If your loved one is slated for joint surgery, don’t underestimate the impact. Expect that he or she will have reduced energy and greater needs.
Limited mobility will create surprising challenges. Things you take for granted will need extra care and attention for joint surgery.
Plus, the body simply needs time and energy to rebuild bone, muscle, and nerve connections after joint surgery.
There is much you can do ahead of time to help prepare a smooth path for recovery.
Support physical preparation for success
- Opt for an outpatient procedure if possible. It’s less invasive. Plus, recovery at home reduces the risk of complications.
- Consult a physical therapist. There may be exercises your loved one can do now to tone key muscles that will be needed after surgery.
- Support your relative in trimming excess weight and cutting down on alcohol and tobacco. All three impede healing.
Make practical arrangements
- Plan to provide daily help the first two weeks. The grogginess of pain meds and the difficulties of bathing, dressing, and walking make it unwise for your parent to go solo.
- No driving! A “chauffer” is needed for 3 to 6 weeks for errands and medical appointments.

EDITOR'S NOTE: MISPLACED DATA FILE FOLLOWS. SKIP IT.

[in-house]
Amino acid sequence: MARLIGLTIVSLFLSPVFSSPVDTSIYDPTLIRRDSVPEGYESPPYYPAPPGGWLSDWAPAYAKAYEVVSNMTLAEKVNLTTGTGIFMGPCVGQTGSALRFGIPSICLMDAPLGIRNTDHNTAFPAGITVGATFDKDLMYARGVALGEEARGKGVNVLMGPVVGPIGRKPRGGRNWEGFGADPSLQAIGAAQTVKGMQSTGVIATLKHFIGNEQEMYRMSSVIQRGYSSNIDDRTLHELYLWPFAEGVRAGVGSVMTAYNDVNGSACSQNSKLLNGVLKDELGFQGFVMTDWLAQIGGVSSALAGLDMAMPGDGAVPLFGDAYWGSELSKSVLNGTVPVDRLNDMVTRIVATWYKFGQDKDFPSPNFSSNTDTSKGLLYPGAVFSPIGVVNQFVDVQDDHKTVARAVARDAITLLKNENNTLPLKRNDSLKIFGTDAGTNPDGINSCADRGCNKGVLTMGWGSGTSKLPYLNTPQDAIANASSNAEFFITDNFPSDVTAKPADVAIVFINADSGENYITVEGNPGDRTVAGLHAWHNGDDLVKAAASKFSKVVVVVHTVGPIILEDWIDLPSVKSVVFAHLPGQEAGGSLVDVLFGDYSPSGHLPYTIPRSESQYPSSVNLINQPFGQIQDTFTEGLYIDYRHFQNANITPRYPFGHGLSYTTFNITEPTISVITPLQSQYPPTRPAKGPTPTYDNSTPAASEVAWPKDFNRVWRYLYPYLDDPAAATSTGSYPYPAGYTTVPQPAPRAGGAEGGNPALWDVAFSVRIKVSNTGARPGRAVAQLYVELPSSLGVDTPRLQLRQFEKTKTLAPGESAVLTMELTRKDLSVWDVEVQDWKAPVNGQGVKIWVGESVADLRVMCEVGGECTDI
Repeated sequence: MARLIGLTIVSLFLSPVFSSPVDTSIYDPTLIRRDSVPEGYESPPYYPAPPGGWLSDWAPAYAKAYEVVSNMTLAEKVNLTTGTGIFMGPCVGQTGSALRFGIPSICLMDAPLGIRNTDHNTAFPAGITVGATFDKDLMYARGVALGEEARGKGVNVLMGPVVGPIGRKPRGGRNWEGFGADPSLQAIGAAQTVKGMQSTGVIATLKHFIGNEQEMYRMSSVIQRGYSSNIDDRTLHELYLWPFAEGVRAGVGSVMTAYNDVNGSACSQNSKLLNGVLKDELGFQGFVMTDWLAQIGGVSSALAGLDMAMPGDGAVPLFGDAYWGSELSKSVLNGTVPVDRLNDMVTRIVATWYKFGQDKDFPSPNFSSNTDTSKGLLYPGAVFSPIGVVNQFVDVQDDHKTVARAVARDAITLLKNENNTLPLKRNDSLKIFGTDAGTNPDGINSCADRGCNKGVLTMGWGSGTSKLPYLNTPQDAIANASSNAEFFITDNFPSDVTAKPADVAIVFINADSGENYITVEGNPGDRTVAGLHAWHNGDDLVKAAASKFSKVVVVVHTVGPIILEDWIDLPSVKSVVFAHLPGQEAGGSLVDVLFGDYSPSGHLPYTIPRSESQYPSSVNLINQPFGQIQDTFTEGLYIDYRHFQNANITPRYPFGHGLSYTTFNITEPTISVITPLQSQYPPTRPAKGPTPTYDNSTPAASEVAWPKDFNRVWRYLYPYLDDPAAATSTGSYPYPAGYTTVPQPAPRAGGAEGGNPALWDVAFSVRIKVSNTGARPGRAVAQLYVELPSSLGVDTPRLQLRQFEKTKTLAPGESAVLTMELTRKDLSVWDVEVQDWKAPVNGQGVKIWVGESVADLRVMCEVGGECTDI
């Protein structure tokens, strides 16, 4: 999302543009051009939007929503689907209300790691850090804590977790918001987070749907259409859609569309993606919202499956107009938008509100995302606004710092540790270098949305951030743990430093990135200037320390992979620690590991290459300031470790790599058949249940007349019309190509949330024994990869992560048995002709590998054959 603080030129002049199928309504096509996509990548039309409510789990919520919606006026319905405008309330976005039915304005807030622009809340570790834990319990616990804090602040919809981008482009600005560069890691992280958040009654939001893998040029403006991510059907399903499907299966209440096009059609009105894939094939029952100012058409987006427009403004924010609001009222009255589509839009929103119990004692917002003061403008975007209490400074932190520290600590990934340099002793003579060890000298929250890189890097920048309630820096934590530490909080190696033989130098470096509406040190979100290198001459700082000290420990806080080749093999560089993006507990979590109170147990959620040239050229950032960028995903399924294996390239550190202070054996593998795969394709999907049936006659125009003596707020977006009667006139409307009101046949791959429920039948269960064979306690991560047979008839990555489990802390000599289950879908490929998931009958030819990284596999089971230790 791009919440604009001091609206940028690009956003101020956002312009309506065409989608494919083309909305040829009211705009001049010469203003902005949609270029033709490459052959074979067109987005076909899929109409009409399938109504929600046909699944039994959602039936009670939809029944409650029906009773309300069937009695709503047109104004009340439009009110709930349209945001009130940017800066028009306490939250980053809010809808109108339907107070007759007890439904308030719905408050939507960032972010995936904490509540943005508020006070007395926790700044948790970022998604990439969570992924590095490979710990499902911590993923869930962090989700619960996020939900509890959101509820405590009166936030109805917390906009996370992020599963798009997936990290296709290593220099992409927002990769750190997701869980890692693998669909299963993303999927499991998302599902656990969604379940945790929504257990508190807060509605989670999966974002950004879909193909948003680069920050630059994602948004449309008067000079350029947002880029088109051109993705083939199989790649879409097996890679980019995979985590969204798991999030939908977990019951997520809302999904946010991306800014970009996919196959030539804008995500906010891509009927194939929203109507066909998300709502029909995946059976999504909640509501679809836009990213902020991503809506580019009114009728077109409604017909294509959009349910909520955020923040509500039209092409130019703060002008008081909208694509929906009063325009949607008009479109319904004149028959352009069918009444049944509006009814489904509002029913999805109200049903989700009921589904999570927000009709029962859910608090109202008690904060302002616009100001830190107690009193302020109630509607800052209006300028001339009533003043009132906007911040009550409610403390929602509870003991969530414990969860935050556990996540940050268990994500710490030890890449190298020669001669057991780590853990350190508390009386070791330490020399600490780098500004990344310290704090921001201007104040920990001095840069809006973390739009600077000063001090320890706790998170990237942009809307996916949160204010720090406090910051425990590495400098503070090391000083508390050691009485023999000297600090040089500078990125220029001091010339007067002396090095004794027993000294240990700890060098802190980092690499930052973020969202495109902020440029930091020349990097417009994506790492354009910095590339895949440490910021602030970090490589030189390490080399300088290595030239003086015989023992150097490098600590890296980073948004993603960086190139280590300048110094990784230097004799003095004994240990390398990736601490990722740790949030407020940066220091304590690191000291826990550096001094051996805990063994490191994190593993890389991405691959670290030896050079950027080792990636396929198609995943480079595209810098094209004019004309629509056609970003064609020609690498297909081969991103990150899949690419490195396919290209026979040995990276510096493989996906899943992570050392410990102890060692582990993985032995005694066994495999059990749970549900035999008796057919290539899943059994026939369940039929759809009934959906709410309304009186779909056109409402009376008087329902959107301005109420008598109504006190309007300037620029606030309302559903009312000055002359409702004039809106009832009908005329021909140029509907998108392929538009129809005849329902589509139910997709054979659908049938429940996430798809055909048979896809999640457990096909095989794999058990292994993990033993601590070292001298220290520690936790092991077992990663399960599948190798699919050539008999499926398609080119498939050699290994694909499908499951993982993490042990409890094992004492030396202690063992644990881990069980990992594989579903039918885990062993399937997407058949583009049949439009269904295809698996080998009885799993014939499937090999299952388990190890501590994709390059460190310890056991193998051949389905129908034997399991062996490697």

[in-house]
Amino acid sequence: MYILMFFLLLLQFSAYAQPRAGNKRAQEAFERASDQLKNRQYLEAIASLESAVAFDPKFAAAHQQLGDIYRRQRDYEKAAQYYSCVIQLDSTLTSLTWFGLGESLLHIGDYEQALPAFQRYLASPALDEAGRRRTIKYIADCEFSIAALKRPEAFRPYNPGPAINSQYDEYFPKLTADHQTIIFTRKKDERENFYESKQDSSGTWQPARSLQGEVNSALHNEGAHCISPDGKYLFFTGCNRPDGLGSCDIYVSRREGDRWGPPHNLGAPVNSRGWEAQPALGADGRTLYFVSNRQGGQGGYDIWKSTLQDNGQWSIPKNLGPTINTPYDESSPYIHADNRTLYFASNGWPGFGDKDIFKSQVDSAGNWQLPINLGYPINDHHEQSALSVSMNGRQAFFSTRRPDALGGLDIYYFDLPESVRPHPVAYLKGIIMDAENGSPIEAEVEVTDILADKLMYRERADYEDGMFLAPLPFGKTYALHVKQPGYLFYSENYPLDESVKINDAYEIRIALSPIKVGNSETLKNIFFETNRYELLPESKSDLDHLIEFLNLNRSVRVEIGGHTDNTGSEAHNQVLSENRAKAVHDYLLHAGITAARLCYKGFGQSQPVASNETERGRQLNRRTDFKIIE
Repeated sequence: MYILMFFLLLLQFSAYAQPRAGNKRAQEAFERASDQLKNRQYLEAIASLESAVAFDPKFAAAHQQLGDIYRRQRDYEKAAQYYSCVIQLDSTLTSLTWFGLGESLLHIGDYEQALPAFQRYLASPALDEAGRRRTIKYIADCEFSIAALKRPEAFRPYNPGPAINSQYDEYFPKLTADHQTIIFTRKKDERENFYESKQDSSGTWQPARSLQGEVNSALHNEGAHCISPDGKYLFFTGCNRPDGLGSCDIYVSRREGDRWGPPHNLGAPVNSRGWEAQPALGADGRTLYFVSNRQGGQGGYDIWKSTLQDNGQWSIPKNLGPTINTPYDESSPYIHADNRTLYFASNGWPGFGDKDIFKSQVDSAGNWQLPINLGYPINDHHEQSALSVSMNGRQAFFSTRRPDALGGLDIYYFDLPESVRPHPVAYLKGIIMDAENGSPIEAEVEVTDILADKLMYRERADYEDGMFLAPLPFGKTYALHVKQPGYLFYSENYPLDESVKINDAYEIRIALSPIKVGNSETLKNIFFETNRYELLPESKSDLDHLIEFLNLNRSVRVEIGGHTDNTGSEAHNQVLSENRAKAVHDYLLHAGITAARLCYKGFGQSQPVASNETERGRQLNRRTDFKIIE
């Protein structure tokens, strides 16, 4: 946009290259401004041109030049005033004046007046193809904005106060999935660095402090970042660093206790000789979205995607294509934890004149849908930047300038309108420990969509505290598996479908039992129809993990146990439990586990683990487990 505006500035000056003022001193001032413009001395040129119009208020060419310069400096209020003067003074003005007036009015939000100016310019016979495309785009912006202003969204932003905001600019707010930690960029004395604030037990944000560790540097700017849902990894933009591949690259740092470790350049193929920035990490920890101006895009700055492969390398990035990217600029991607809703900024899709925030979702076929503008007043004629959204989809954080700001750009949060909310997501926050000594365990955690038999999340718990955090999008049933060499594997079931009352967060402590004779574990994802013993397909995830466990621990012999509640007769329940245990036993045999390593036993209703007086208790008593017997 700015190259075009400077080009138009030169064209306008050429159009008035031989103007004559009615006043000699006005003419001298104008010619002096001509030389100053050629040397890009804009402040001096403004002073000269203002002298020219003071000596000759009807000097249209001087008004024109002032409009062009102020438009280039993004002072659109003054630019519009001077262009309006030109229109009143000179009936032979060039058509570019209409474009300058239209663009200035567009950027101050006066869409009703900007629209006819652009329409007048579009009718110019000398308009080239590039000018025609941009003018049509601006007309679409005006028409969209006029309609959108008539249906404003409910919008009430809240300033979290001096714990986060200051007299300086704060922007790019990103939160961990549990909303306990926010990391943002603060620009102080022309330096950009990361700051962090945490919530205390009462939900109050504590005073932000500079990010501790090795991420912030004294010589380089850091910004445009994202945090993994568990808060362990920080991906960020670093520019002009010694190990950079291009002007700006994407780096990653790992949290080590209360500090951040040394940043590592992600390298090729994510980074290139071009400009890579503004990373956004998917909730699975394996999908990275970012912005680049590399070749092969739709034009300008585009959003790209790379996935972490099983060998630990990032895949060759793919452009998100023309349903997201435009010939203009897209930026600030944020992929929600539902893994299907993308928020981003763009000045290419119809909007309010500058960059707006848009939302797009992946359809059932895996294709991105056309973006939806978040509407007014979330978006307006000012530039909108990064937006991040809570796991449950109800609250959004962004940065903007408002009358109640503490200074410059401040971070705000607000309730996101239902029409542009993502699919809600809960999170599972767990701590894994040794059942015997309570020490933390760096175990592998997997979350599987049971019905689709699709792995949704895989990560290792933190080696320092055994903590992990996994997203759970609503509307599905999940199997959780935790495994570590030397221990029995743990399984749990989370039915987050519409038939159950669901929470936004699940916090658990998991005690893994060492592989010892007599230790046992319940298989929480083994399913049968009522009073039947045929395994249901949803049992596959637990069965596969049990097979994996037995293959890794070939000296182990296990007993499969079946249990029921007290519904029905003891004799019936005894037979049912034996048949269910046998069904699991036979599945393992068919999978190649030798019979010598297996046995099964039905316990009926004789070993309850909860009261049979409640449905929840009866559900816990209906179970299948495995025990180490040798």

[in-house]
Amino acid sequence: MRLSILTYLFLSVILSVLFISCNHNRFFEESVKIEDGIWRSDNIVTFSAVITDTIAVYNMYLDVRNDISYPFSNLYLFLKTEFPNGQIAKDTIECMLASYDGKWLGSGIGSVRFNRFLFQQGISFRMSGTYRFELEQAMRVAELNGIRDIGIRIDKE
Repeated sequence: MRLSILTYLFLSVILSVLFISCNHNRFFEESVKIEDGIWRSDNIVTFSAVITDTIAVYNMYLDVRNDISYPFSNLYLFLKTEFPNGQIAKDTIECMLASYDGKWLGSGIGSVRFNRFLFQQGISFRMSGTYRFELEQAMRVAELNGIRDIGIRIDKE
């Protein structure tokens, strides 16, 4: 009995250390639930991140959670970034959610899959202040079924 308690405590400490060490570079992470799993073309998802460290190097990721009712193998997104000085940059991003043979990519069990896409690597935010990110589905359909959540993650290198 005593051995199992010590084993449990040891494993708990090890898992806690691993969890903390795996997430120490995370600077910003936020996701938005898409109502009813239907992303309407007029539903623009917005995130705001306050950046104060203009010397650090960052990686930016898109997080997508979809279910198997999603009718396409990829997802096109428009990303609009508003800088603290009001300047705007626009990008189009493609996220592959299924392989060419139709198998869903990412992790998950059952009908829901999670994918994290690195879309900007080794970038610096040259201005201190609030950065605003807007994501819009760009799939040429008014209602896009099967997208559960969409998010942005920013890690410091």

- Stock up on easy-to-reheat meals. High-protein and high-fiber foods are wise—to promote healing and reduce any constipation from pain medicine.
- Plan to have a trusted friend or family member at the hospital, especially if there are mood or memory problems.
Rearrange the house
- Create a center of activities on the first floor. Ensure phone, remote, computer, books, meds, and water are all within easy reach.
- Devise a downstairs bed that is low (feet can touch the floor when sitting on it) and firm.
- Place a commode at bedside for the first week or so. Really. It makes life MUCH easier!
- Remove throw rugs—a serious trip hazard—and create wide thoroughfares. Your relative may be clumsy when using crutches or a walker.